Run II Discovery

The Discovery of the Top Quark

CDF and DZero 1995

What is Fermilab? - Run II Newscasts - Analyze the Data - Particle Physics Bibliography

News Flash 1995: The Top Quark is Discovered at Fermilab

Batavia, IL Physicists working on the giant DZero and CDF detectors at Fermilab have jointly announced the discovery of the top quark. Utilizing the energies produced by the Fermilab Tevatron acceleraor, the scientists rammed protons into antiprotons at speeds very close to the speed of light and energies close to 2 TeV—that's the energy a battery would give a single electron if that battery had a voltage of 2 followed by 12 zeroes.

The discovery of the top quark fills an imporant hole in the Standard Model. The discovery of the bottom quark in 1977 had introduced a third generation of quarks. Each generation has two quarks. The first generation has the very common up and down quarks which are found in all atomic nuclei. The second generation have charm and strange quarks, which are rarer but are still found abundantly enough in some types of mesons. The third generation had only the bottom (sometimes also called "beauty" or just "the b-quark"). This left a hole in the third generation, which has now been filled.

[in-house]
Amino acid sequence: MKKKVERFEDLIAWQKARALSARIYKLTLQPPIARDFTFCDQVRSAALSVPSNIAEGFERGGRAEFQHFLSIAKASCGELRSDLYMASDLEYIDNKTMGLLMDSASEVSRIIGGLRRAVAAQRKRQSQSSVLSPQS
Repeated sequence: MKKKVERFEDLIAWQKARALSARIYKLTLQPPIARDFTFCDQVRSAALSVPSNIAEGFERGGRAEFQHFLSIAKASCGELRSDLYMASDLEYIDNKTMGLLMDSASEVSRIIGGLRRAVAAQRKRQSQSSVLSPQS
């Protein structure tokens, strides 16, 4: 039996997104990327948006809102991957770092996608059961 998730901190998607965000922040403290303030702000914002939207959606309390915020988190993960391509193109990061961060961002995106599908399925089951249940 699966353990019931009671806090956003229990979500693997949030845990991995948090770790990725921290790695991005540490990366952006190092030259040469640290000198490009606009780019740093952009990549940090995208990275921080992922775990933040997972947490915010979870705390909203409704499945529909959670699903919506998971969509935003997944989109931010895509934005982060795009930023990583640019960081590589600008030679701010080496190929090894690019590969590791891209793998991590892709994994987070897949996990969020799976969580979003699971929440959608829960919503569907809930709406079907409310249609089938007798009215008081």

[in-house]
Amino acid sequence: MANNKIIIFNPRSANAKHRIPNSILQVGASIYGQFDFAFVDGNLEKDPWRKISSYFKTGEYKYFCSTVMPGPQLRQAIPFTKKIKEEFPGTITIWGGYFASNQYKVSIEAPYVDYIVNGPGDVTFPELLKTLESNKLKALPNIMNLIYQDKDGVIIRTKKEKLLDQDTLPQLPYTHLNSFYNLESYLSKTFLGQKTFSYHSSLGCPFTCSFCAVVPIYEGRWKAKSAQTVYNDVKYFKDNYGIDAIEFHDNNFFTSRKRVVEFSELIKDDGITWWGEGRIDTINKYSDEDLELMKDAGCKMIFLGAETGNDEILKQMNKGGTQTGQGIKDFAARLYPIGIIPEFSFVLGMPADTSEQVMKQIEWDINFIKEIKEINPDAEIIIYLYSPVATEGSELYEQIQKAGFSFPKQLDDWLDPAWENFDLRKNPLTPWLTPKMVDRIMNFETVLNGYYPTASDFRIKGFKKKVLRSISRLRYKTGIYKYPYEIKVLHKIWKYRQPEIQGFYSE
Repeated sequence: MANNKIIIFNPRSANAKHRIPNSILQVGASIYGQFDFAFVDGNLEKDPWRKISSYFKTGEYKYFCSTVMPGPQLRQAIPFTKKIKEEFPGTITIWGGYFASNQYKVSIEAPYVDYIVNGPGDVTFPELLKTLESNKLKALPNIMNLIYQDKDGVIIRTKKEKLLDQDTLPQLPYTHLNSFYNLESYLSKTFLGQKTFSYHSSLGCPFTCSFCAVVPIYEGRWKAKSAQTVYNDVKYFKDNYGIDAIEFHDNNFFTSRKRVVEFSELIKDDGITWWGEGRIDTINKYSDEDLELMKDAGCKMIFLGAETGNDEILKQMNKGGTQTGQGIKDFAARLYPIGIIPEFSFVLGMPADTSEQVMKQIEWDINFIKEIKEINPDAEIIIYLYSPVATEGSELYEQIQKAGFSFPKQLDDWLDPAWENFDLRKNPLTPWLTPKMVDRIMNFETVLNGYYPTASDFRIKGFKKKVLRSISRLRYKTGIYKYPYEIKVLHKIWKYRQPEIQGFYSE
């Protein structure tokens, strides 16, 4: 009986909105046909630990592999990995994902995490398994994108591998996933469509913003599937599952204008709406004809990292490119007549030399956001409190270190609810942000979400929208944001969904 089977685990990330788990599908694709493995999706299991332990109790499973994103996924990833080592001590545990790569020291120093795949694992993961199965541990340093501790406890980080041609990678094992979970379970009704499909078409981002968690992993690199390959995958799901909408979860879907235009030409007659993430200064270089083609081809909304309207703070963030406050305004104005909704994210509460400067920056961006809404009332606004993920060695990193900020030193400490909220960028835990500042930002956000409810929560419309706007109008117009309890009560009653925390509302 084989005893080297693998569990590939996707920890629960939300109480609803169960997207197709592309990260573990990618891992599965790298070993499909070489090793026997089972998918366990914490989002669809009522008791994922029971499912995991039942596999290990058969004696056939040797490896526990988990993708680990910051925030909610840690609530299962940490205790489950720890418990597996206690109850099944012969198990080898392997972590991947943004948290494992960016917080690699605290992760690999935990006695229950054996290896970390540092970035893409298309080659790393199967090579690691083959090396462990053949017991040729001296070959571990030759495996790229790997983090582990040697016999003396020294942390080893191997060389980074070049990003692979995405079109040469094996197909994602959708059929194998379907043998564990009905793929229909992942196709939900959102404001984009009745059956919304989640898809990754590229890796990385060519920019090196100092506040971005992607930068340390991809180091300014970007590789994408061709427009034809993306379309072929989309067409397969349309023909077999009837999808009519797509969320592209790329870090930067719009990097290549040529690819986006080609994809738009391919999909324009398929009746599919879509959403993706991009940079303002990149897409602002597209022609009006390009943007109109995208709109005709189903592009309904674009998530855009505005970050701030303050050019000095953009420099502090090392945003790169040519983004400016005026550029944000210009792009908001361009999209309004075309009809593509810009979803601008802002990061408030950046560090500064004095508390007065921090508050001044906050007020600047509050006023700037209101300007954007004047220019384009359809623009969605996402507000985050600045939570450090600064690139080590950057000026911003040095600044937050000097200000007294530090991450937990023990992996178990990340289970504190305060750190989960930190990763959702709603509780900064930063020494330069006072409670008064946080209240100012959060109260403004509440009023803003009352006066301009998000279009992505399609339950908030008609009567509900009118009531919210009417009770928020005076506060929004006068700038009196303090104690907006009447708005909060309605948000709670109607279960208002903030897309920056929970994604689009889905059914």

Even with the energies available in the Tevatron and with the most sophisticated detectors, the top was hard to find. Tops and bottoms had previously only existed in the early universe. They all decayed long ago into other particles. They decay so quickly (physicists say they have short lifetimes) that, even after a top is made from a proton-antiproton collision, a rare event itself, it exists for such a short time that it cannot be directly observed. Rather, the products of top decay are identified and traced back to the top after extensive computer analysis. At Fermilab, when you need to look for a needle in a haystack, you use fast computers with lots of memory.

The Fermilab Tevatron

"The Discovery of the Top Quark" from Scientific American - Calculate the Mass of the Top Quark